When it comes to celebrating the holidays with family members, Gov. Phil Murphy is breaking with the recommendation of the Center for Disease Control and Prevention (CDC).
The CDC in recently released guidance stated that families should not celebrate the holidays together, regardless of vaccination status.
“If it is your family and you know the vaccination status of everybody attending…use your common sense,” said Murphy at a press briefing Oct. 4. “I am a little mystified by that. I don’t see why if you know everyones status you can’t sit down and enjoy dinner together.”
The federal agency in its guidance believes that those “attending gatherings to celebrate events and holidays increases your risk of getting and spreading COVID-19. The safest way to celebrate is virtually, with people who live with you, or outside and at least 6 feet apart from others. If celebrating indoors, bring in fresh air by opening windows and doors… use a window fan in one of the open windows to blow air out of the window. This will pull fresh air in through the other open windows.”
The federal health officials added anyone who is not vaccinated, including children over age 2, should wear a mask for indoor gatherings.
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But while Murphy encouraged the same time of guidance last year, he believes with a fully vaccinated rate above 75% in New Jersey for those 16 and older, this year should be different.
“If you know you family’s vaccination status, I think it is out-of-bounds for us to say you have to wear a mask, don’t have the dinner…that’s out-of-bounds,” he stated
Murphy added that the guidelines as offered by the CDC can make it harder when officials have to make the case for possible further restrictions as Winter approaches, as events throughout the state increasingly are forced indoors due to the weather.
“We are going to be draconian if we think we have to be draconian,” said the Governor, citing masks mandates the state has ordered. “We lose credibility if we are seen as being draconian when it completely defies common sense. I hope we never cross that line, particularly knowing the playbook we know.”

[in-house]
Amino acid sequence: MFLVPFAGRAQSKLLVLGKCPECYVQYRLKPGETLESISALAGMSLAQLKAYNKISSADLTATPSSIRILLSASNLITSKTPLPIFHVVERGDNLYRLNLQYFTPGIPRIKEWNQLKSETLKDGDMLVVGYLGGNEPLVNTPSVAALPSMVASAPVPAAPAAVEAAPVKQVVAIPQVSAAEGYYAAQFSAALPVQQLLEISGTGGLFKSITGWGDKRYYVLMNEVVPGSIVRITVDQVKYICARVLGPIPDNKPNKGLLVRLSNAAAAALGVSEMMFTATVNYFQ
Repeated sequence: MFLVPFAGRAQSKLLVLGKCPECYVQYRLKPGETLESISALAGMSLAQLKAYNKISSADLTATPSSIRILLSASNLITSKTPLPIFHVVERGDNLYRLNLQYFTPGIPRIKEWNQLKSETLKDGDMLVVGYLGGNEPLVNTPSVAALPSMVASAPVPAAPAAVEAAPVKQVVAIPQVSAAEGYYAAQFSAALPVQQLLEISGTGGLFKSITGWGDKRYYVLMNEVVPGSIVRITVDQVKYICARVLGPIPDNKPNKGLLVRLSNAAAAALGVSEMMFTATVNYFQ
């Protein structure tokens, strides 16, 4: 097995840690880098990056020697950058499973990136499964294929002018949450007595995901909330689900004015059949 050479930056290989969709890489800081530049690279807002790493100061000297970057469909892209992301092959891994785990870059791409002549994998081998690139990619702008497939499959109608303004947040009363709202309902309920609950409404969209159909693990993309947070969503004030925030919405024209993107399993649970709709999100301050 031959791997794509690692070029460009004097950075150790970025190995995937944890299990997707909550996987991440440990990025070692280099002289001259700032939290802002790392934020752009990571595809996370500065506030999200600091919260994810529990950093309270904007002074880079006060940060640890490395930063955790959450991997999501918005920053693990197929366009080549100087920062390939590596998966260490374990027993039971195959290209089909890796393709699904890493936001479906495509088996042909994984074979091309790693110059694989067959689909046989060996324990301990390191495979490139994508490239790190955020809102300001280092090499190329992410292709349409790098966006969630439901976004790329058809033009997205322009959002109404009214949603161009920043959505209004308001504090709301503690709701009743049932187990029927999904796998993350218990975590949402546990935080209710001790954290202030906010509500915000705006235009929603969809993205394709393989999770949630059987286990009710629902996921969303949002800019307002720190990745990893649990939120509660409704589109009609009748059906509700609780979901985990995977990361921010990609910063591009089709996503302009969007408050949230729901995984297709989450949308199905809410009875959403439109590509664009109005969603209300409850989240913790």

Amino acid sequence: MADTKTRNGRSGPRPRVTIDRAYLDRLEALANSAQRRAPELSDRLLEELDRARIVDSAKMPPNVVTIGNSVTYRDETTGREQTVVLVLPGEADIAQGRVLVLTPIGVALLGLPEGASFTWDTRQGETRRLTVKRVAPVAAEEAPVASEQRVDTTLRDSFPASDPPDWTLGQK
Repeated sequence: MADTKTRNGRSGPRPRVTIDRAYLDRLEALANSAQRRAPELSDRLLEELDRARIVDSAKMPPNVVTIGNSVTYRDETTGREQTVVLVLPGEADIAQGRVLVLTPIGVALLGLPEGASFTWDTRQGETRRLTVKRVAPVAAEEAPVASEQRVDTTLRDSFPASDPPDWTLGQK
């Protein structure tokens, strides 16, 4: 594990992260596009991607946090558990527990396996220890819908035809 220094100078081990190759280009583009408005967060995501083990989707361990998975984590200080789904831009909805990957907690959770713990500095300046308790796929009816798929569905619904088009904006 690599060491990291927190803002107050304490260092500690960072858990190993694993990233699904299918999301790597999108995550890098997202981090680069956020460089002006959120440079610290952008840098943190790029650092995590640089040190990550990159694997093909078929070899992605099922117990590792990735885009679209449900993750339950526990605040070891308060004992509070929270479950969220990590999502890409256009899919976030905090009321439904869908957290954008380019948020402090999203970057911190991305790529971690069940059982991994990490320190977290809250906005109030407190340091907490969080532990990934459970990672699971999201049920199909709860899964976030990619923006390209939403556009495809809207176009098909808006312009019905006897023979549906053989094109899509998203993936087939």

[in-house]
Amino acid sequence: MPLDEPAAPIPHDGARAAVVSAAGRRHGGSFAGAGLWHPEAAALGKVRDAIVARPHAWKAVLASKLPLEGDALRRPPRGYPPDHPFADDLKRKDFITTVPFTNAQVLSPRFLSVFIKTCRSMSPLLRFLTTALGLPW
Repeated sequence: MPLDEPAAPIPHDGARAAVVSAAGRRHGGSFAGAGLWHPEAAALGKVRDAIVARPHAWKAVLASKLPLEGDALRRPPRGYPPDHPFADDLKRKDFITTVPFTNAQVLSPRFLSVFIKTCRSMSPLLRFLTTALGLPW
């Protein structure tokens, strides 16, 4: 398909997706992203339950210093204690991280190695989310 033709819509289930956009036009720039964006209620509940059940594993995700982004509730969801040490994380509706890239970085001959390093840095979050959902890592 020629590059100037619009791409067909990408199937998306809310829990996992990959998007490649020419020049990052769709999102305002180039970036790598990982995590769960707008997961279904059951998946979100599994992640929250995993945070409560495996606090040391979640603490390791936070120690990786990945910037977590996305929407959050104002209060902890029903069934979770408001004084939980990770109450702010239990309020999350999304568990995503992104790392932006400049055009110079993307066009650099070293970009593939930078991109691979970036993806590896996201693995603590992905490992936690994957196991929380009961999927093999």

Open for Halloween
Murphy acknowledges that starting with Halloween, the final two months of the year will feature numerous gatherings of families and friends and a resulting spike in cases. But he did not foresee any restriction as suggested by the CDC forthcoming from his administration.
“For Halloween, we are open for business,” said Murphy. “The key will be the behaviors inside, the party in somebody’s basement or kitchen table. Folks have to use their common sense.”
The first-term governor did lament that the state has not been able to persuade those who are unwilling to receive the shot, saying there is a portion of the 25% remaining whom “nothing will ever break through the misinformation they’re clinging to.”
Push to Vaccinate Adolescents
“We are now at a very distinct minority of residents who aren’t vaccinated,” said Murphy. “Remember that the vaccines are free. And a free vaccine is far, far better than an expensive hospital stay or the cost to your family for your funeral.”
But there’s one group state officials are looking to target to get vaccinated that they believe would help lower the increase in new cases in New Jersey greatly during the Winter months.
“We clearly need to chop some more wood with the teen vaccination rates, especially the 12-15 cohort, anything we can do there would be huge,” Murphy said.
The number of COVID-19 vaccines administered in New Jersey totaled 11,775,297 in-state, plus an additional 453,177 administered out-of-state for a grand total of 12,228,474 as of Oct. 4. Of those who have received the vaccine, 5,695,404 received their second dose or the one jab Johnson & Johnson dose in state and another 195,983 out of state, bringing those fully vaccinated to 5,891,387. State officials reported 136,047 have received a third booster shot.
In North Jersey, Bergen County has delivered 1,315,566 doses (635,260 fully vaccinated), Essex 1,021,019 doses (489,639), Hudson 922,295 doses (443,670), Morris 712,951 doses (343,096), Passaic 634,230 doses (305,727), Sussex 167,521 doses (82,450), and Warren 109,557 doses (53,582).